Many SLR cameras now come with a way to adjust the auto focus calibration for lenses. Most cameras will save the adjustment for each lens and when you reattach the lens it will automatically apply the adjustment. Those camera’s that just allow a global adjustment will require the photographer to make the adjustment for each lens every time they attach it. Annoying but better than nothing.
As I explained in my post “The problem with sheep” my telephoto lens was focusing behind my subjects. To fix this I had to setup a quick little test environment and run some tests.
The first step is to print a focus chart. Next setup your camera on a tripod at a 45 degree angle to the focus chart. If you are like me and do not have any of your high school geometry sets around you can fold a square piece of paper diagonally so it forms a triangle which will have two 45 degree angles and a 90 degree angle. You can use this with your camera on your tripod to see if the lens is at 45 degrees.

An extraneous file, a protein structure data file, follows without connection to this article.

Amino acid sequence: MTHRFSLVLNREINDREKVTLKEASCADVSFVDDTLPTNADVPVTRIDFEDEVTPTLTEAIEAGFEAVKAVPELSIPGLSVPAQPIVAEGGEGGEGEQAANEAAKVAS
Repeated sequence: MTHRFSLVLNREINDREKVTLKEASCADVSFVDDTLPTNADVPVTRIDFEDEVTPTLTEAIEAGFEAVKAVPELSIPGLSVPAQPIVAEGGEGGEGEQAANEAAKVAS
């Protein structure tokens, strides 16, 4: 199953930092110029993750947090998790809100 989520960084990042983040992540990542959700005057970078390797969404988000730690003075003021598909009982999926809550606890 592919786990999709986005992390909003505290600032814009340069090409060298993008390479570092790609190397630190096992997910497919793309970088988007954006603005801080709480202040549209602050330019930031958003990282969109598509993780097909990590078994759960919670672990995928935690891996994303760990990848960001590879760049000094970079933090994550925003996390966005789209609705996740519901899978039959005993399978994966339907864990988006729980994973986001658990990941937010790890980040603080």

Set your lens to the longest focal length, max aperture and the closest focus distance. In my case this was 320mm, f5.6 and about 4 feet away from my focus chart. This should give you the narrowest depth of field. Now move your lens so it is out of focus and use the camera’s auto focus to focus on the line that says “this text should be perfectly in focus”. I focused right on the “s” in focus.
After each test I unfocused the lens, dialed in a focus adjustment (see your camera’s manual on how to do this), refocused using auto focus and took a picture. Below are 100% crops of the different test shots with different focus adjustments.
As you can see the -20 focus adjustment is the closest to the line being perfectly in focus.
Please follow the link to see the specific instructions I used for focus adjustments on the Pentax K10d.
Now I just have to find the sheep to validate my results in the field!